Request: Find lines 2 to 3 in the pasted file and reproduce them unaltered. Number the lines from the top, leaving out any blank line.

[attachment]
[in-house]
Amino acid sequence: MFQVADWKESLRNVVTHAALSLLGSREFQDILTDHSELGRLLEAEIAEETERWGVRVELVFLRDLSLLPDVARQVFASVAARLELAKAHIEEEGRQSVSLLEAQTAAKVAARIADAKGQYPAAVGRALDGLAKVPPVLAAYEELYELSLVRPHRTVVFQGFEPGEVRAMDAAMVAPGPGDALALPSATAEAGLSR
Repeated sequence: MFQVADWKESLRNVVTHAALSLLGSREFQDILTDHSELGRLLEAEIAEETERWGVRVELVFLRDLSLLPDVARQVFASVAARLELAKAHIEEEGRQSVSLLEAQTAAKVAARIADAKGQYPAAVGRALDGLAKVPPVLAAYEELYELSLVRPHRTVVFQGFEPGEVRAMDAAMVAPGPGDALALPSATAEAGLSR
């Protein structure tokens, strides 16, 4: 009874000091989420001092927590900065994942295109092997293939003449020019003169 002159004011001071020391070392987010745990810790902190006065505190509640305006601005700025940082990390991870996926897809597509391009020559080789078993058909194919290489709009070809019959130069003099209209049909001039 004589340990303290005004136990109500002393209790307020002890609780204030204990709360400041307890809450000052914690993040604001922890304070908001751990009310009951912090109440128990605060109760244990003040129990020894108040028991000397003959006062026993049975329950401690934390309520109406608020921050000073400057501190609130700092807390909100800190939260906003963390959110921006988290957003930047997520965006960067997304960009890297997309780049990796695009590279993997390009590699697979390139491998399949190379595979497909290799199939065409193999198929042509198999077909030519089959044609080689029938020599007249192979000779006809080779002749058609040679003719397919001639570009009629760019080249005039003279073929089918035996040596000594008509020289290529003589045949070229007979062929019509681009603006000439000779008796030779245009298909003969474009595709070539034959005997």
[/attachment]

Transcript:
Amino acid sequence: MFQVADWKESLRNVVTHAALSLLGSREFQDILTDHSELGRLLEAEIAEETERWGVRVELVFLRDLSLLPDVARQVFASVAARLELAKAHIEEEGRQSVSLLEAQTAAKVAARIADAKGQYPAAVGRALDGLAKVPPVLAAYEELYELSLVRPHRTVVFQGFEPGEVRAMDAAMVAPGPGDALALPSATAEAGLSR
Repeated sequence: MFQVADWKESLRNVVTHAALSLLGSREFQDILTDHSELGRLLEAEIAEETERWGVRVELVFLRDLSLLPDVARQVFASVAARLELAKAHIEEEGRQSVSLLEAQTAAKVAARIADAKGQYPAAVGRALDGLAKVPPVLAAYEELYELSLVRPHRTVVFQGFEPGEVRAMDAAMVAPGPGDALALPSATAEAGLSR